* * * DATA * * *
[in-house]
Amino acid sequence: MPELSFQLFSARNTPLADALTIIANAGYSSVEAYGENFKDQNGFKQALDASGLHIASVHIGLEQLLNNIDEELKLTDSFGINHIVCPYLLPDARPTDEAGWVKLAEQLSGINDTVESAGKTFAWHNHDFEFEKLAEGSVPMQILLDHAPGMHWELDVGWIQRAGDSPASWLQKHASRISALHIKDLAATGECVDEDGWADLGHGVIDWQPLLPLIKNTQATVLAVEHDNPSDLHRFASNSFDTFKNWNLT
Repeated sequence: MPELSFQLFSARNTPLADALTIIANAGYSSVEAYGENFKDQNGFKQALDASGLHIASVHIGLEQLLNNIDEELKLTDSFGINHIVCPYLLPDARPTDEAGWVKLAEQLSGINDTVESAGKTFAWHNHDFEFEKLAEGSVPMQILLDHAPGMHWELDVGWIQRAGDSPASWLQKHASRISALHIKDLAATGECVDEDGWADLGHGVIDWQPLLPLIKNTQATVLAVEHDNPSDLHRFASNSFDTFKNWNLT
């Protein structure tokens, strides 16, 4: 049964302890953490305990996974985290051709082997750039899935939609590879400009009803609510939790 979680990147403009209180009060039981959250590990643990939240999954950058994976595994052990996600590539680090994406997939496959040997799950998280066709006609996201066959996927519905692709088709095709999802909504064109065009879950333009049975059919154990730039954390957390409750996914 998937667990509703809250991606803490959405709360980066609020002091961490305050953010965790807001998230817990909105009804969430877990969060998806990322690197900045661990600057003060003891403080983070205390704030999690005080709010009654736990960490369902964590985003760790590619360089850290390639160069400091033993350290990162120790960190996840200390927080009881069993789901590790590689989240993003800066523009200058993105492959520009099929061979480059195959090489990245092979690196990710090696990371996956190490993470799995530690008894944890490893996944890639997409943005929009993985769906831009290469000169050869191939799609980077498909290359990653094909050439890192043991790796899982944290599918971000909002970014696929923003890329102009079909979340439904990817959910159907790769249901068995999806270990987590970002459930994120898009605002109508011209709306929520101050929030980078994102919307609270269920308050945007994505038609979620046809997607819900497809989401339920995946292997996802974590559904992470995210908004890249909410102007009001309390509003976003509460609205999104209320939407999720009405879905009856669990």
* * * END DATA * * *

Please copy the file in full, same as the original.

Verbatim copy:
[in-house]
Amino acid sequence: MPELSFQLFSARNTPLADALTIIANAGYSSVEAYGENFKDQNGFKQALDASGLHIASVHIGLEQLLNNIDEELKLTDSFGINHIVCPYLLPDARPTDEAGWVKLAEQLSGINDTVESAGKTFAWHNHDFEFEKLAEGSVPMQILLDHAPGMHWELDVGWIQRAGDSPASWLQKHASRISALHIKDLAATGECVDEDGWADLGHGVIDWQPLLPLIKNTQATVLAVEHDNPSDLHRFASNSFDTFKNWNLT
Repeated sequence: MPELSFQLFSARNTPLADALTIIANAGYSSVEAYGENFKDQNGFKQALDASGLHIASVHIGLEQLLNNIDEELKLTDSFGINHIVCPYLLPDARPTDEAGWVKLAEQLSGINDTVESAGKTFAWHNHDFEFEKLAEGSVPMQILLDHAPGMHWELDVGWIQRAGDSPASWLQKHASRISALHIKDLAATGECVDEDGWADLGHGVIDWQPLLPLIKNTQATVLAVEHDNPSDLHRFASNSFDTFKNWNLT
């Protein structure tokens, strides 16, 4: 049964302890953490305990996974985290051709082997750039899935939609590879400009009803609510939790 979680990147403009209180009060039981959250590990643990939240999954950058994976595994052990996600590539680090994406997939496959040997799950998280066709006609996201066959996927519905692709088709095709999802909504064109065009879950333009049975059919154990730039954390957390409750996914 998937667990509703809250991606803490959405709360980066609020002091961490305050953010965790807001998230817990909105009804969430877990969060998806990322690197900045661990600057003060003891403080983070205390704030999690005080709010009654736990960490369902964590985003760790590619360089850290390639160069400091033993350290990162120790960190996840200390927080009881069993789901590790590689989240993003800066523009200058993105492959520009099929061979480059195959090489990245092979690196990710090696990371996956190490993470799995530690008894944890490893996944890639997409943005929009993985769906831009290469000169050869191939799609980077498909290359990653094909050439890192043991790796899982944290599918971000909002970014696929923003890329102009079909979340439904990817959910159907790769249901068995999806270990987590970002459930994120898009605002109508011209709306929520101050929030980078994102919307609270269920308050945007994505038609979620046809997607819900497809989401339920995946292997996802974590559904992470995210908004890249909410102007009001309390509003976003509460609205999104209320939407999720009405879905009856669990």